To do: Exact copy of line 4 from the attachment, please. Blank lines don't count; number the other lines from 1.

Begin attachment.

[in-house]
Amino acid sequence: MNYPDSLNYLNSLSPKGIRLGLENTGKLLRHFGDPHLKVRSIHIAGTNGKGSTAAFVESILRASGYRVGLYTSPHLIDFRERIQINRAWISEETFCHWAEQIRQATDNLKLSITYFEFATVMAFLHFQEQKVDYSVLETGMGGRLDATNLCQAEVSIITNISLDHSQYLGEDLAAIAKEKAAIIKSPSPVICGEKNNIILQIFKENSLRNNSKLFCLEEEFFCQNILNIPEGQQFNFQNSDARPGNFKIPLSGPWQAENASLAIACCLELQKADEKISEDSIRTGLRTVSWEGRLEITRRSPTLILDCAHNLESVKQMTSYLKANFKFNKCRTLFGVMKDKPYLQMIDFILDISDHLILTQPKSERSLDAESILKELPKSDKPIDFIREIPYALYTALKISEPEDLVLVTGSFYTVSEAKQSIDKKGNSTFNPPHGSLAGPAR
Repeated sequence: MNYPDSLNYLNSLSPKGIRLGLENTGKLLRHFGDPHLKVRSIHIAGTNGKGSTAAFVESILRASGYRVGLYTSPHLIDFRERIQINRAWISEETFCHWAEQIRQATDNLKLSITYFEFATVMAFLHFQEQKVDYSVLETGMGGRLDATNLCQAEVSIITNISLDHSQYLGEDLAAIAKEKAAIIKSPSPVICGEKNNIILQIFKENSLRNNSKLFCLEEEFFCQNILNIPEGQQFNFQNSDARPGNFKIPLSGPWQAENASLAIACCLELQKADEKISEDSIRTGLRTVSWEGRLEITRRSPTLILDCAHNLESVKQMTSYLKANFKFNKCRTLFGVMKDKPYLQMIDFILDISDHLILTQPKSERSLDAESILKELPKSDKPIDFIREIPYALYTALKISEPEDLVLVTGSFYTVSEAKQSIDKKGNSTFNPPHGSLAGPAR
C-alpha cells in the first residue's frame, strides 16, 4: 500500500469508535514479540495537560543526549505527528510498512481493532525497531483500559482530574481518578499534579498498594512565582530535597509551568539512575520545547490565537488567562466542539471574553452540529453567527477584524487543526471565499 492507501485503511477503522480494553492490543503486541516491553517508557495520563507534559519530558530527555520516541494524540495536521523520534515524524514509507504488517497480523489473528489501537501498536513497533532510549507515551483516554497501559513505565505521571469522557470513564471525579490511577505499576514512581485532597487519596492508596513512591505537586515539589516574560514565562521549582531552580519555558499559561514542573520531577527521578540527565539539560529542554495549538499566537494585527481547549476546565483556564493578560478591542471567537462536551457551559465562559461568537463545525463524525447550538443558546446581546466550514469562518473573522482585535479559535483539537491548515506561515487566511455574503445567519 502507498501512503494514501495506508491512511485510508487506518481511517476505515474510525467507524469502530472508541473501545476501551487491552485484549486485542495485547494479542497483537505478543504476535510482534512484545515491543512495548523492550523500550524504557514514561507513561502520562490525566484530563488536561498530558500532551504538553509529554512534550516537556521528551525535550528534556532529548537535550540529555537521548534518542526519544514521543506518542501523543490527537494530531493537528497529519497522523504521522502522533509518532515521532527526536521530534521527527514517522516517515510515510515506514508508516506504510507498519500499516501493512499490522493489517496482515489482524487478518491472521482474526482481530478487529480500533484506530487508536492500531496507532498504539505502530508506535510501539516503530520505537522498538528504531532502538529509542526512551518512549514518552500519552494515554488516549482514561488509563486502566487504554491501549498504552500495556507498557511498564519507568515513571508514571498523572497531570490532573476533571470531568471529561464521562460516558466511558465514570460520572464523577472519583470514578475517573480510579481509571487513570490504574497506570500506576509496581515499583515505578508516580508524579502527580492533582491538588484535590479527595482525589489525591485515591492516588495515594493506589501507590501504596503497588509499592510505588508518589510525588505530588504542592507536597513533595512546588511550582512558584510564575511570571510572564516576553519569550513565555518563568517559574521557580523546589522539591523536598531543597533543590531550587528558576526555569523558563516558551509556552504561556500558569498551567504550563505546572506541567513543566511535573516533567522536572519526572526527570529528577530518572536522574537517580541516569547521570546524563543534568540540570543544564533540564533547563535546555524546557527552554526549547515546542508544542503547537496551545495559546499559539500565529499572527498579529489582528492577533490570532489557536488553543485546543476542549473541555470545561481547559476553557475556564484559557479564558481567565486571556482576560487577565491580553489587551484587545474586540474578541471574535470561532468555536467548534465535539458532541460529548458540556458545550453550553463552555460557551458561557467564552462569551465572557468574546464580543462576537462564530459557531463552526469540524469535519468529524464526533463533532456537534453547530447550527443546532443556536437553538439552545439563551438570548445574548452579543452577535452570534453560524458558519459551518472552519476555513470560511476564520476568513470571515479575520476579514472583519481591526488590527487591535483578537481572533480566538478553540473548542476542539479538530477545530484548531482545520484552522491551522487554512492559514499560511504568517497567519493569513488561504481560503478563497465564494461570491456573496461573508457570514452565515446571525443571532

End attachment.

C-alpha cells in the first residue's frame, strides 16, 4: 500500500469508535514479540495537560543526549505527528510498512481493532525497531483500559482530574481518578499534579498498594512565582530535597509551568539512575520545547490565537488567562466542539471574553452540529453567527477584524487543526471565499 492507501485503511477503522480494553492490543503486541516491553517508557495520563507534559519530558530527555520516541494524540495536521523520534515524524514509507504488517497480523489473528489501537501498536513497533532510549507515551483516554497501559513505565505521571469522557470513564471525579490511577505499576514512581485532597487519596492508596513512591505537586515539589516574560514565562521549582531552580519555558499559561514542573520531577527521578540527565539539560529542554495549538499566537494585527481547549476546565483556564493578560478591542471567537462536551457551559465562559461568537463545525463524525447550538443558546446581546466550514469562518473573522482585535479559535483539537491548515506561515487566511455574503445567519 502507498501512503494514501495506508491512511485510508487506518481511517476505515474510525467507524469502530472508541473501545476501551487491552485484549486485542495485547494479542497483537505478543504476535510482534512484545515491543512495548523492550523500550524504557514514561507513561502520562490525566484530563488536561498530558500532551504538553509529554512534550516537556521528551525535550528534556532529548537535550540529555537521548534518542526519544514521543506518542501523543490527537494530531493537528497529519497522523504521522502522533509518532515521532527526536521530534521527527514517522516517515510515510515506514508508516506504510507498519500499516501493512499490522493489517496482515489482524487478518491472521482474526482481530478487529480500533484506530487508536492500531496507532498504539505502530508506535510501539516503530520505537522498538528504531532502538529509542526512551518512549514518552500519552494515554488516549482514561488509563486502566487504554491501549498504552500495556507498557511498564519507568515513571508514571498523572497531570490532573476533571470531568471529561464521562460516558466511558465514570460520572464523577472519583470514578475517573480510579481509571487513570490504574497506570500506576509496581515499583515505578508516580508524579502527580492533582491538588484535590479527595482525589489525591485515591492516588495515594493506589501507590501504596503497588509499592510505588508518589510525588505530588504542592507536597513533595512546588511550582512558584510564575511570571510572564516576553519569550513565555518563568517559574521557580523546589522539591523536598531543597533543590531550587528558576526555569523558563516558551509556552504561556500558569498551567504550563505546572506541567513543566511535573516533567522536572519526572526527570529528577530518572536522574537517580541516569547521570546524563543534568540540570543544564533540564533547563535546555524546557527552554526549547515546542508544542503547537496551545495559546499559539500565529499572527498579529489582528492577533490570532489557536488553543485546543476542549473541555470545561481547559476553557475556564484559557479564558481567565486571556482576560487577565491580553489587551484587545474586540474578541471574535470561532468555536467548534465535539458532541460529548458540556458545550453550553463552555460557551458561557467564552462569551465572557468574546464580543462576537462564530459557531463552526469540524469535519468529524464526533463533532456537534453547530447550527443546532443556536437553538439552545439563551438570548445574548452579543452577535452570534453560524458558519459551518472552519476555513470560511476564520476568513470571515479575520476579514472583519481591526488590527487591535483578537481572533480566538478553540473548542476542539479538530477545530484548531482545520484552522491551522487554512492559514499560511504568517497567519493569513488561504481560503478563497465564494461570491456573496461573508457570514452565515446571525443571532